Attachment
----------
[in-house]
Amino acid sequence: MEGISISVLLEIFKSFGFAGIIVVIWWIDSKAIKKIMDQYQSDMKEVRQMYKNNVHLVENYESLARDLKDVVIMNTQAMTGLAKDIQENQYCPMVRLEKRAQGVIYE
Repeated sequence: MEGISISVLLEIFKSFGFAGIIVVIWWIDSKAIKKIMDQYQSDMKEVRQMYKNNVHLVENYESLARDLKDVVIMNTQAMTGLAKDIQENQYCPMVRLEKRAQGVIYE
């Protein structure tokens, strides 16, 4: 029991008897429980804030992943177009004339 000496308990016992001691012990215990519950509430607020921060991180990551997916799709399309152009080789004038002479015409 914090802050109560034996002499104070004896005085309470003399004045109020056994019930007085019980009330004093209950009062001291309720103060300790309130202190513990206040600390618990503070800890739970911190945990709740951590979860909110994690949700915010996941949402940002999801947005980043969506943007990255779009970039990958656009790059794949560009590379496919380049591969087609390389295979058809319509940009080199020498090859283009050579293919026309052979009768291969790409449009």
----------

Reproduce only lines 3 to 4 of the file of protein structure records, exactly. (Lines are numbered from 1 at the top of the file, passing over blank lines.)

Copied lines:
Repeated sequence: MEGISISVLLEIFKSFGFAGIIVVIWWIDSKAIKKIMDQYQSDMKEVRQMYKNNVHLVENYESLARDLKDVVIMNTQAMTGLAKDIQENQYCPMVRLEKRAQGVIYE
């Protein structure tokens, strides 16, 4: 029991008897429980804030992943177009004339 000496308990016992001691012990215990519950509430607020921060991180990551997916799709399309152009080789004038002479015409 914090802050109560034996002499104070004896005085309470003399004045109020056994019930007085019980009330004093209950009062001291309720103060300790309130202190513990206040600390618990503070800890739970911190945990709740951590979860909110994690949700915010996941949402940002999801947005980043969506943007990255779009970039990958656009790059794949560009590379496919380049591969087609390389295979058809319509940009080199020498090859283009050579293919026309052979009768291969790409449009």